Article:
Airbus, the world’s largest airliner manufacturer, has revealed plans for the first zero-emission commercial aircraft.
“To bring this vision to reality, Airbus is exploring game-changing concept aircraft – known as ZEROe – powered by hydrogen, a disruptive zero-emission technology with the potential to reduce aircraft emissions by up to 50%,” Airbus said in a media release.
Airbus CEO Guillaume Faury called it a “historic moment” for the commercial aviation sector.
The use of hydrogen had “the potential to significantly reduce aviation’s climate impact“, he added.
The multinational company, registered in the Netherlands, showed three concept aircrafts.
“At first glance, the three recently unveiled Airbus concept aircraft offer little more than a sense of déja vu. One looks remarkably similar to a classic commercial aircraft – except with longer, more flexible wings. One resembles a turboprop-powered airliner with its arrangement of six-bladed propellers. And the third is a blended-wing body, a revolutionary design that has seen some traction among engineers over the last year,” said Airbus, a component of the Euro Stoxx 50 index.
“But upon closer inspection, the trio features one game-changing difference compared to predecessors: hydrogen propulsion.”
Hydrogen-powered airships were common in the early 20th century until the Hindenburg disaster of 1937 in Manchester Township, New Jersey, US. Some 35 people were killed and dozens more severely burned when the German passenger airship LZ 129 Hindenburg burst into flames as it tried to dock.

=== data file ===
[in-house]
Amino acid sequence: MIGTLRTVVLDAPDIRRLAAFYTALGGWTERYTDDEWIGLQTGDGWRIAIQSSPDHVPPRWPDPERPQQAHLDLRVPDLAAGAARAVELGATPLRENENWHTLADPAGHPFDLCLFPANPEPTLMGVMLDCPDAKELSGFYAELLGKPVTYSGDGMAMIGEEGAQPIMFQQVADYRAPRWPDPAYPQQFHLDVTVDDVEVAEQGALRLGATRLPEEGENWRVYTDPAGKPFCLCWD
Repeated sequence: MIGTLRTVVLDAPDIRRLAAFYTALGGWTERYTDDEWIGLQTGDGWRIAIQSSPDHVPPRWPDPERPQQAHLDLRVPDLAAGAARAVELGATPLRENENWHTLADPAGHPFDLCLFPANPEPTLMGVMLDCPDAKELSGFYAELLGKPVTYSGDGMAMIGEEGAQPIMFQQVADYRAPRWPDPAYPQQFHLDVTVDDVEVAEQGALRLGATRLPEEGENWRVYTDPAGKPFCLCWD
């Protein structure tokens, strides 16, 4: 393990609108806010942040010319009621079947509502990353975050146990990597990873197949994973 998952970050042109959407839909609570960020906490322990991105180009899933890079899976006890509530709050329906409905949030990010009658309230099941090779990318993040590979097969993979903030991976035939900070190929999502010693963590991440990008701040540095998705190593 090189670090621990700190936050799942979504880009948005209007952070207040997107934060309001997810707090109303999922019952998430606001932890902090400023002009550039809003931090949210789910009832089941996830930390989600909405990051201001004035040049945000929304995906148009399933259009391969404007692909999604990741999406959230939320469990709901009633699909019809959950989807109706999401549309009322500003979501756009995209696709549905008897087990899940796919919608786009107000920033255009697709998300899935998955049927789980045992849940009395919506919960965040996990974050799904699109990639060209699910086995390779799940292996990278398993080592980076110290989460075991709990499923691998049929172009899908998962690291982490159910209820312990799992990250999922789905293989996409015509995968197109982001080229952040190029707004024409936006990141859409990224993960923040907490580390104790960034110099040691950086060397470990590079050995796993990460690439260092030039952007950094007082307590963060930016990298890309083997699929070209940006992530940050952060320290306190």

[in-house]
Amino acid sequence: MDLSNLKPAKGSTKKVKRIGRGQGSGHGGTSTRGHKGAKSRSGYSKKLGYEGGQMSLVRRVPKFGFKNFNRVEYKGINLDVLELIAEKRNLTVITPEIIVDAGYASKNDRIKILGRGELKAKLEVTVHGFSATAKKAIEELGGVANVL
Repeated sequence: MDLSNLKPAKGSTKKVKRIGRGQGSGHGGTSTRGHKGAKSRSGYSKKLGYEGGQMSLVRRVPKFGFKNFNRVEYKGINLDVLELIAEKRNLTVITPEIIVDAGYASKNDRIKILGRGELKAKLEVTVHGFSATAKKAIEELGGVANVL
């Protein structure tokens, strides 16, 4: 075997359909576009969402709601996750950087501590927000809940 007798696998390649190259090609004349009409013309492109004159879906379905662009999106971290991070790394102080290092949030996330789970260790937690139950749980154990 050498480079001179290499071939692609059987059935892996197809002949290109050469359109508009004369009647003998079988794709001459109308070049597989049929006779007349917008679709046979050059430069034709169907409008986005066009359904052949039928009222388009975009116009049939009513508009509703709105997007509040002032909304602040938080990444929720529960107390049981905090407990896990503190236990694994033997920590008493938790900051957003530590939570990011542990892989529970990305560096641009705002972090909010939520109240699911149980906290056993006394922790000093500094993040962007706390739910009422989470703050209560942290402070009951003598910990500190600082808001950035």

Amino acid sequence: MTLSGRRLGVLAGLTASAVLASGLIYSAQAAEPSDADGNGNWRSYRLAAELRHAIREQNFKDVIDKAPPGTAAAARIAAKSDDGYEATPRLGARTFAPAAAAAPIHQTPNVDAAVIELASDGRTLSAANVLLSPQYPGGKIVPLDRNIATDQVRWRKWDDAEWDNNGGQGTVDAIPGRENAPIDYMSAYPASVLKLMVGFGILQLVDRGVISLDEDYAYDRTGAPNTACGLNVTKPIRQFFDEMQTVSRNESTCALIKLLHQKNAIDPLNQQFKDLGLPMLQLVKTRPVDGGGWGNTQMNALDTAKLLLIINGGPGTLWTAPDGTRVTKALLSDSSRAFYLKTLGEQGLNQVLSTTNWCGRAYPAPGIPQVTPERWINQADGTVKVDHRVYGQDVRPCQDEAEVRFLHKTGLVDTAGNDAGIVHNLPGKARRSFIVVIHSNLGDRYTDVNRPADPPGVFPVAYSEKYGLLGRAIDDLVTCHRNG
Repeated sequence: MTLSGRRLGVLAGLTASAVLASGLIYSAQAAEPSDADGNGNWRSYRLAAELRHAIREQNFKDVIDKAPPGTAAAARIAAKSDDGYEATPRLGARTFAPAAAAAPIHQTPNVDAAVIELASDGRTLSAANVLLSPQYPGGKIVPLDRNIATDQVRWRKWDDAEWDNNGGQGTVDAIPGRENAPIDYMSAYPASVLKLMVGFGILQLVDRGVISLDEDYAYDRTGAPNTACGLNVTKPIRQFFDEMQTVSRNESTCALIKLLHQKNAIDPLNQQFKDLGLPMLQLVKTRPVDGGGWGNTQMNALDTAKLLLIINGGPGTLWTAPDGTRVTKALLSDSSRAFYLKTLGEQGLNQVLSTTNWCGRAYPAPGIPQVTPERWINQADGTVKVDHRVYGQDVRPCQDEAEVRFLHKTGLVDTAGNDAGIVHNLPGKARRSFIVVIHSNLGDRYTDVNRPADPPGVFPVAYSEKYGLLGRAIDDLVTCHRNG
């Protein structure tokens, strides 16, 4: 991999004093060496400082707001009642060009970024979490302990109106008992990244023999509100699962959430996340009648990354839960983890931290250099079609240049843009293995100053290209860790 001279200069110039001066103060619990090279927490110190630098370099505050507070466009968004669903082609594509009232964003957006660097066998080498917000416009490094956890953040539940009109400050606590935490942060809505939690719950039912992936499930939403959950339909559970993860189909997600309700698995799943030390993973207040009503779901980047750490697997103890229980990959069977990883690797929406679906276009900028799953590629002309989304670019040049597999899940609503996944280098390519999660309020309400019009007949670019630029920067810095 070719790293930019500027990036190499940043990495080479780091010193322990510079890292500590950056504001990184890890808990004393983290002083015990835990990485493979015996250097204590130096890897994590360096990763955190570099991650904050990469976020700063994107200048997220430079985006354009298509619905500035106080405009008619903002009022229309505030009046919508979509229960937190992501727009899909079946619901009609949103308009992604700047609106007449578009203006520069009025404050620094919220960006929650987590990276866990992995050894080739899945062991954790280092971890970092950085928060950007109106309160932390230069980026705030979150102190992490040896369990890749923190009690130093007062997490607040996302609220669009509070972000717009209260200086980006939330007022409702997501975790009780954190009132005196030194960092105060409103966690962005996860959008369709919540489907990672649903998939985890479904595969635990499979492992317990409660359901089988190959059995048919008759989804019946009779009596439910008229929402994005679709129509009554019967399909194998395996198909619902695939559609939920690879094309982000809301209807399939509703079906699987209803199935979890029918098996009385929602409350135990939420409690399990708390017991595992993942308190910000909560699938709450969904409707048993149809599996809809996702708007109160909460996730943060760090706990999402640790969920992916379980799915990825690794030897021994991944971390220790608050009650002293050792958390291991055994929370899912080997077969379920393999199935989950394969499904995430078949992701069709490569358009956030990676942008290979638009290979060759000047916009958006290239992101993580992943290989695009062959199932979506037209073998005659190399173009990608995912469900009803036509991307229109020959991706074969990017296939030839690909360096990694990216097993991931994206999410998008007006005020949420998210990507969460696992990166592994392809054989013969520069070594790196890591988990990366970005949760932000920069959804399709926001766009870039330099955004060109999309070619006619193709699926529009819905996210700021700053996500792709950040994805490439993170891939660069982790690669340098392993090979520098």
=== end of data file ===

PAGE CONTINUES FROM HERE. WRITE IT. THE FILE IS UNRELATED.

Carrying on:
“As recently as five years ago, hydrogen propulsion wasn’t even on our radar as a viable emission-reduction technology pathway,” said Glenn Llewellyn, Airbus VP, Zero-Emission Aircraft. “But convincing data from other transport industries quickly changed all that. Today, we’re excited by the incredible potential hydrogen offers aviation in terms of disruptive emissions reduction.”
The aeroplane and helicopter manufacturer said its ambition is to develop the world’s first zero-emission commercial aircraft by 2035.
“This means only the most disruptive zero-emission technology to reduce the aviation industry’s climate impact will need to be rigorously tested and evaluated. And hydrogen certainly stands out from the pack: according to internal calculations, Airbus estimates hydrogen has the potential to reduce aviation’s CO2 emissions by up to 50%,” said the company, which has its headquarters and main production facility in Toulouse, France.
To meet this ambitious 2035 target, Airbus will need to launch the ZEROe aircraft programme by 2025. This time frame gives Airbus engineers approximately five years to mature all the required hydrogen technologies. Over the coming months, several hydrogen demonstrator programmes, which will test hydrogen fuel cell and hydrogen combustion technologies respectively, are estimated to be formally launched. A full-scale aircraft prototype is estimated to arrive by the late 2020s.
“The ZEROe will be the world’s first zero-emission commercial aircraft,” says Jean-Brice Dumont, Airbus EVP Engineering. “As an engineer, I can’t think of working on anything more exciting than that.”
Faury said the entire aviation industry would have to contribute financially to the development of hydrogen power.
“The transition to hydrogen, as the primary power source for these concept planes, will require decisive action from the entire aviation ecosystem,” he said.
“Together with the support from government and industrial partners, we can rise up to this challenge to scale up renewable energy and hydrogen for the sustainable future of the aviation industry.”